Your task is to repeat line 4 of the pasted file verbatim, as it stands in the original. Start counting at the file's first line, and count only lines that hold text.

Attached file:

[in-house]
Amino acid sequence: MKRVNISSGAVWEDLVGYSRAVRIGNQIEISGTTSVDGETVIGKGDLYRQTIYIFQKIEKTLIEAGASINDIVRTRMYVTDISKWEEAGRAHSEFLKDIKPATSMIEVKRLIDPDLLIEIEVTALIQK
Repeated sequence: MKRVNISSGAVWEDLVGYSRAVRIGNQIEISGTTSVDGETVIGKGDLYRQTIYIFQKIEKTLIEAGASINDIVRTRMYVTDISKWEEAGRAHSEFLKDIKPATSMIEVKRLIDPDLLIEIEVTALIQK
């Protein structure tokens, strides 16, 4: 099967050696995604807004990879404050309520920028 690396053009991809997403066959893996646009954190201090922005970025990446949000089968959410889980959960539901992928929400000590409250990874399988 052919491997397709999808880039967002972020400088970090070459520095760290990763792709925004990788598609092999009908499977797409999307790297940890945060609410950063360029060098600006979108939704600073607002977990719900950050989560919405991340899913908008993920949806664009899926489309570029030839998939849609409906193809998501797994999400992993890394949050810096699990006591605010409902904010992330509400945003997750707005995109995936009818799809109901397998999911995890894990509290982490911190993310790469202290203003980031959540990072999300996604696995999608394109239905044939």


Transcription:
């Protein structure tokens, strides 16, 4: 099967050696995604807004990879404050309520920028 690396053009991809997403066959893996646009954190201090922005970025990446949000089968959410889980959960539901992928929400000590409250990874399988 052919491997397709999808880039967002972020400088970090070459520095760290990763792709925004990788598609092999009908499977797409999307790297940890945060609410950063360029060098600006979108939704600073607002977990719900950050989560919405991340899913908008993920949806664009899926489309570029030839998939849609409906193809998501797994999400992993890394949050810096699990006591605010409902904010992330509400945003997750707005995109995936009818799809109901397998999911995890894990509290982490911190993310790469202290203003980031959540990072999300996604696995999608394109239905044939």